In what order are a 503d
trooper's ribbons and badges arranged?
I don't think the medal arrangement should
pose any great problem for someone refurbishing a uniform. In my
experience, few current
service people recognize WWII campaign medals much less their
proper order when worn. But let's get it right, shall we?
There are three groups; awards, campaign
medals and foreign decorations. They are worn over the left breast in that
order [from top to bottom and from the wearer's right to left. The awards
precedence; DSC, SS, BSM, PH, GCM [Good Conduct Medal]. The modern soldier
would recognize awards, of course, since they haven't changed much -
they have added a few.
The campaign medals, which follow the awards,
and are generally worn in the order they were earned. For instance, my
campaign medals follow the history of the 503d, and in proper order
are' American Campaign, Asiatic Pacific, National Defense Service, Armed
Forces Expedition, WWII Victory, Occupation. Followed by a foreign award;
The parachute qualification badge is
worn on the left breast centered just above the ribbons. The combat
infantryman badge, if one has been awarded, is worn above the
Those who jumped on Corregidor are
authorized one bronze star on the parachute badge centered on
the lines 3/16th of an inch below the canopy's edge. Similarly, a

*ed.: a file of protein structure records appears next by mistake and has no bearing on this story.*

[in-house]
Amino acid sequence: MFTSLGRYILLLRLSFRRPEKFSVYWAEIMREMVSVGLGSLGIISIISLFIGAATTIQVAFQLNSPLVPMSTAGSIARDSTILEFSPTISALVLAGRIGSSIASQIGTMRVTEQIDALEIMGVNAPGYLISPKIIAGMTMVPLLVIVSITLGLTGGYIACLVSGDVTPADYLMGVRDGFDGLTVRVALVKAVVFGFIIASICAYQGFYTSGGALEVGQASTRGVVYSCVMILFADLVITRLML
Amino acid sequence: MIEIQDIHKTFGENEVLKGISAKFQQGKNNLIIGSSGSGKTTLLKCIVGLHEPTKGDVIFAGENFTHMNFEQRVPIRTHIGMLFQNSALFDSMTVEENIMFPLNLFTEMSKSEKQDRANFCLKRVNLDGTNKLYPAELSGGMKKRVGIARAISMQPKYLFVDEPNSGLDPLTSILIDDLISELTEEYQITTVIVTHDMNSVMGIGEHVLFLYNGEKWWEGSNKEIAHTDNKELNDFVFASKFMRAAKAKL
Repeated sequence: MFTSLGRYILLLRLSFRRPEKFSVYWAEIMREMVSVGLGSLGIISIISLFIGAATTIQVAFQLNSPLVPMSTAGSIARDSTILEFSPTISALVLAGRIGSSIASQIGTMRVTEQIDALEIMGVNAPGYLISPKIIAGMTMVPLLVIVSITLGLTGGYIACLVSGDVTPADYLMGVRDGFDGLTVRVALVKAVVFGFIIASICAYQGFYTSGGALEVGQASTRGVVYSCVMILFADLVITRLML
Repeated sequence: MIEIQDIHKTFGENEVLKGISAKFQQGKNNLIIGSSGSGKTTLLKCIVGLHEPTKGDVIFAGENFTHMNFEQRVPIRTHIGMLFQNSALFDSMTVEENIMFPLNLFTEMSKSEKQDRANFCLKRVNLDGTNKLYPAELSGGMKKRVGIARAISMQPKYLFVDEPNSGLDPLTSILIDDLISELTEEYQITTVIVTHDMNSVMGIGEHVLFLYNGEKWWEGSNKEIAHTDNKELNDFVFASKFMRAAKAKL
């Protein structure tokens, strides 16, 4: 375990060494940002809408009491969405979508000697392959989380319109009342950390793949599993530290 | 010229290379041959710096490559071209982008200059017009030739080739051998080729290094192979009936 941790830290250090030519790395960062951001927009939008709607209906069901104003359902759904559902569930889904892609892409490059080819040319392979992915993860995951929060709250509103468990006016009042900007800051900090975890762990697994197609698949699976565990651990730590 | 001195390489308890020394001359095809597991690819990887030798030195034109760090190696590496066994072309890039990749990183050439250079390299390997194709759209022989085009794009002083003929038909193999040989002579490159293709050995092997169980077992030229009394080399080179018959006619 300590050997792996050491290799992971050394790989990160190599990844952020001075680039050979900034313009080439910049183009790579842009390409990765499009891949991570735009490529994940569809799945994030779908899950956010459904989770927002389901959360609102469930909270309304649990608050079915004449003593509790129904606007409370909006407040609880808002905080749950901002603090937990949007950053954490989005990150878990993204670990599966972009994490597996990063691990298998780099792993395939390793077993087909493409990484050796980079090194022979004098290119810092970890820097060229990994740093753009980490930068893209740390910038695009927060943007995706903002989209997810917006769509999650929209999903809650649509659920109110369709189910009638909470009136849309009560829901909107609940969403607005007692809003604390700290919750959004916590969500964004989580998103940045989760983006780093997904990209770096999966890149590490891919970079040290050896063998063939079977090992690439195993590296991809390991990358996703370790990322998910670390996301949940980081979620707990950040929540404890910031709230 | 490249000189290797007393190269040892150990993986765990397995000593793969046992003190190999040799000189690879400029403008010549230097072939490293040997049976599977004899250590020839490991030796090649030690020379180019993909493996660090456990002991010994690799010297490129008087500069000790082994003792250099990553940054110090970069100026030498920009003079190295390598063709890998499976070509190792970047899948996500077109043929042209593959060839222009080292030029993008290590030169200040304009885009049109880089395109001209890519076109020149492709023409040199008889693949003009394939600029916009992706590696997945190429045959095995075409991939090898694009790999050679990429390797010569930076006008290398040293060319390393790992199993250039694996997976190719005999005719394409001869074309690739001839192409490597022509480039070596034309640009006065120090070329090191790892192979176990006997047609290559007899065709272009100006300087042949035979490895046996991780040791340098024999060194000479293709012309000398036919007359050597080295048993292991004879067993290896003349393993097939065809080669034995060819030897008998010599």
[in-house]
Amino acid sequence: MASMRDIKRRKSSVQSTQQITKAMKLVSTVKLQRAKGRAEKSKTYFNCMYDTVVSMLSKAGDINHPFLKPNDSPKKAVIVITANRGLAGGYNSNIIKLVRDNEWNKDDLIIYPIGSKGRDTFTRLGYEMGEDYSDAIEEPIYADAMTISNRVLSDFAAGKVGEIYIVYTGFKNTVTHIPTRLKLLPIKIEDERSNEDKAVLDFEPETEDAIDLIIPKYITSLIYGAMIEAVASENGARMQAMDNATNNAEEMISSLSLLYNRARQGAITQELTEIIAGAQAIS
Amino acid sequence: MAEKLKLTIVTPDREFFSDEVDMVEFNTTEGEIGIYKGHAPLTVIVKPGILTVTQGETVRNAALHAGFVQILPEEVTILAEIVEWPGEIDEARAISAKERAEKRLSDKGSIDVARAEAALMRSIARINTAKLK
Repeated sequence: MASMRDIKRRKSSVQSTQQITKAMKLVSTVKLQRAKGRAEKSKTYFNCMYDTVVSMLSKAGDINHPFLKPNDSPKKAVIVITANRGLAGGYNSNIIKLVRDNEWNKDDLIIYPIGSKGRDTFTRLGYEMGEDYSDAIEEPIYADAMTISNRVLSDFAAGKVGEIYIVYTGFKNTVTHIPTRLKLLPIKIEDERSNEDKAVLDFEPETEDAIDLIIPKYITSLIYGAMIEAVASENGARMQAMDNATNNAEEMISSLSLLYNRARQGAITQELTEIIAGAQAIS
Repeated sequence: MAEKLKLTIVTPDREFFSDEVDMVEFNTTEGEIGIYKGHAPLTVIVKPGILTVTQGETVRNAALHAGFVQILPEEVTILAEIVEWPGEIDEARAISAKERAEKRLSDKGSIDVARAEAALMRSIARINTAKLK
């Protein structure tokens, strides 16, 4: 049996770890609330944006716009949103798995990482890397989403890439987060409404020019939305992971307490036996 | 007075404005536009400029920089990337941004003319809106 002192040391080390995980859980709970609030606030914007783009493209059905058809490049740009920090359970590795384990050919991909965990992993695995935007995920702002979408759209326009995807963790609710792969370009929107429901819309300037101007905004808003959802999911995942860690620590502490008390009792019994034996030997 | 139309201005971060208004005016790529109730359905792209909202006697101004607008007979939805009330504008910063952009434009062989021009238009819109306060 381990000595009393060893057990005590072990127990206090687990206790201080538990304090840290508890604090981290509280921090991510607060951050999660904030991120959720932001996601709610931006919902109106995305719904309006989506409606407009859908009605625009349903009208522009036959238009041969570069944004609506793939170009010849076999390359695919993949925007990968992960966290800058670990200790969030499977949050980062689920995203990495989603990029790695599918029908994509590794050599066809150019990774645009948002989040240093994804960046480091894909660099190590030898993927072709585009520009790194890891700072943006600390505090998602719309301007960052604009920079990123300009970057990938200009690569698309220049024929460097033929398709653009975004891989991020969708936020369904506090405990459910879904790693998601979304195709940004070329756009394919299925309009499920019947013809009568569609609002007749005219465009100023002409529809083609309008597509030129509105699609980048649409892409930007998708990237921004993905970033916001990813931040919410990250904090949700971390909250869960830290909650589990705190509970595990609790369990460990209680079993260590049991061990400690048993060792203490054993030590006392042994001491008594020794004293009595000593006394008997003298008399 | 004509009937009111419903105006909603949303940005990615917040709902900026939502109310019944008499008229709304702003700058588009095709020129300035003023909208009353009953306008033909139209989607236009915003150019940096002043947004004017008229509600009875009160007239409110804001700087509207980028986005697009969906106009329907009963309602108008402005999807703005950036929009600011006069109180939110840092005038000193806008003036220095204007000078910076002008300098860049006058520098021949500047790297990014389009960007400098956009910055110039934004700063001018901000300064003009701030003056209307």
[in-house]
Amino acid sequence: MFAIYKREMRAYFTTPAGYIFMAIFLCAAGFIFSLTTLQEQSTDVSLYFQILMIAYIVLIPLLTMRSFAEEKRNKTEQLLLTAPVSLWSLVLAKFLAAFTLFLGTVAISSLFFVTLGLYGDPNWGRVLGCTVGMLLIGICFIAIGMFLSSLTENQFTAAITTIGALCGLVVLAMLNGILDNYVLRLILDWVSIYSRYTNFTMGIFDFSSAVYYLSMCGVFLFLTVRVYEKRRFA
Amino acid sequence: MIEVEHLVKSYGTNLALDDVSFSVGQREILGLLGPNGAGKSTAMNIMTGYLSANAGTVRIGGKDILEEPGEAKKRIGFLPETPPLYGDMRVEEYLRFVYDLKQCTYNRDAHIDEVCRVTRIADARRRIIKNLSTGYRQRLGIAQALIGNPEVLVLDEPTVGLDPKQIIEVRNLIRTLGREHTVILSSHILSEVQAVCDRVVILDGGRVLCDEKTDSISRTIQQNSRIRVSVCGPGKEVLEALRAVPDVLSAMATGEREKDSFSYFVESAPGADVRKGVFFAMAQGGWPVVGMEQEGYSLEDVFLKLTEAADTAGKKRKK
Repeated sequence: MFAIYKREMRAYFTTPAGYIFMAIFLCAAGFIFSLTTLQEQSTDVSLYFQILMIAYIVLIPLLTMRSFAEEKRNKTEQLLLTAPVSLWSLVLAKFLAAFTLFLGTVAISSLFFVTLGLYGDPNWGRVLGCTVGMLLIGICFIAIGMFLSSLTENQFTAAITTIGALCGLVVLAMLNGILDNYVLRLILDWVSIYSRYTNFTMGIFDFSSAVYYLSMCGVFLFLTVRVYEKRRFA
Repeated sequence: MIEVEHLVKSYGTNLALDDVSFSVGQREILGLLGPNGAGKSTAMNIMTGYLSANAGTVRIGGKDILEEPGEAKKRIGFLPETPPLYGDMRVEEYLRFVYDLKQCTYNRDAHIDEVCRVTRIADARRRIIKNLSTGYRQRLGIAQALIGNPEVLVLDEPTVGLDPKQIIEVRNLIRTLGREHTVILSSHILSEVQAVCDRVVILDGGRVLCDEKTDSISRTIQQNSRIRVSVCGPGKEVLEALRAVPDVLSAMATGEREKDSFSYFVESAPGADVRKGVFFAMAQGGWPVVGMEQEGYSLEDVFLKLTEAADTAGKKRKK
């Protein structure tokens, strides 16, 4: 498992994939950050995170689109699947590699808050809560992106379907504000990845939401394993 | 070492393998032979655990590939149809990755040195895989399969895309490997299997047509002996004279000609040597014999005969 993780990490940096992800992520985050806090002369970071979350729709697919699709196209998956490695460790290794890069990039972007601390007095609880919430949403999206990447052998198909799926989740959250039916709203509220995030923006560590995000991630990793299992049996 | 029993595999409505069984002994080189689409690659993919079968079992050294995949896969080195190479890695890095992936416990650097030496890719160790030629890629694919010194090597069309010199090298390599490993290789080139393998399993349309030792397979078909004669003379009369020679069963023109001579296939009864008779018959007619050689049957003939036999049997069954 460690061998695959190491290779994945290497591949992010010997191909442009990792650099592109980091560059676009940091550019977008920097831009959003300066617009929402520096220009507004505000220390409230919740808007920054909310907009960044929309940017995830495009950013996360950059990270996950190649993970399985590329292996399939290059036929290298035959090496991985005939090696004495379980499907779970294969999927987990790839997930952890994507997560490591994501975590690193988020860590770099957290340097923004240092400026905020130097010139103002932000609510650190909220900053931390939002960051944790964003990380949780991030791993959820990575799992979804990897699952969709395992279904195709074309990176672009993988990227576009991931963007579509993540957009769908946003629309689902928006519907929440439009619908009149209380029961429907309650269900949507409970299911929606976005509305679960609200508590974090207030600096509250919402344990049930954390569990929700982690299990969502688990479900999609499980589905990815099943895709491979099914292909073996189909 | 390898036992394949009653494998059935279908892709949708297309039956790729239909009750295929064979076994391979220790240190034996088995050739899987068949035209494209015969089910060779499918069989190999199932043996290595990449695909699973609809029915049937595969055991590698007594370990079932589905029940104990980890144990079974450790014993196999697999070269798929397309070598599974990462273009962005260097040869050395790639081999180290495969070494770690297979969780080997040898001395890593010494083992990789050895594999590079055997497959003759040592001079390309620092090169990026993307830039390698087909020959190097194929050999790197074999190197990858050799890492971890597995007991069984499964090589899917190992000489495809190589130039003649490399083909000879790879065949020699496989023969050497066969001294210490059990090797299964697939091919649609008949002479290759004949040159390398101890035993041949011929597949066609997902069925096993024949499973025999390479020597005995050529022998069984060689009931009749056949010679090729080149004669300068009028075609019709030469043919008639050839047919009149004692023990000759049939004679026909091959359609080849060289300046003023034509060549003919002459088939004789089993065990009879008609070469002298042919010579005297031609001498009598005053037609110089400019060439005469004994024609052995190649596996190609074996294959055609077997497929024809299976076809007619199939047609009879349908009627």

long term Trooper involved
on the Corregidor jump is authorized a bronze arrowhead followed by four
bronze stars [for New Guinea, Leyte, Luzon, Southern Philippines] on the
Asiatic Pacific campaign medal.
On the right breast a trooper is authorized to wear the Presidential
Unit Citation [Corregidor] and to the left of it,
the Philippine Presidential Unit Citation. The blue stripe on the PPUC
must be to the wearer's right. The presidential citations are authorized
to be worn always by 503 members who were on
Corregidor. Members assigned to the 503d are
authorized to wear both of them only when they are assigned and cannot
wear the PUC's when they leave the unit.
I wouldn't think most folk would know what all the campaign ribbons look
like and the easiest way to overcome this shortcoming is to get a free
catalogue from <Medals of America> by calling 1-800-308-0849. It is a
handsome piece of work with all the medals, ribbons, devices, badges and
much else shown in living color with text that tells us what the pictures
mean. If you want to brave the Internet,
US Military has a series of pages, and so does
Medals of America The US Army
has a site on Ribbon Precedence and one on
Rank Insignia - if you have half a day or so to kill you can find
THEIR medal display.
inherited my dad's wings. What is the star on it for?
The star is for the combat jump on Corregidor. The Regimental Combat
Team got credit for one only combat jump. Corregidor, and generally
only those in Second and Third Battalion, who jumped on
February 1945 from 0835 to
1325 have attained this official entitlement.
There were two other jumps into combat by the 503d, but neither are
officially credited combat jumps. This is for two interrelated
reasons - the 503d, as an independently commanded Combat Team,
lacked a strong presence in the Corridors of Command, and without the
lobbying power of a cabal of officers seeking the recognition of the
503d Team's accomplishment, no timely consideration occurred, and the
issue was closed. Recent attempts to redress the anomaly also failed
due to the fact that independent Combat Teams lacked the power to force
reconsideration of decisions signed off by General MacArthur. In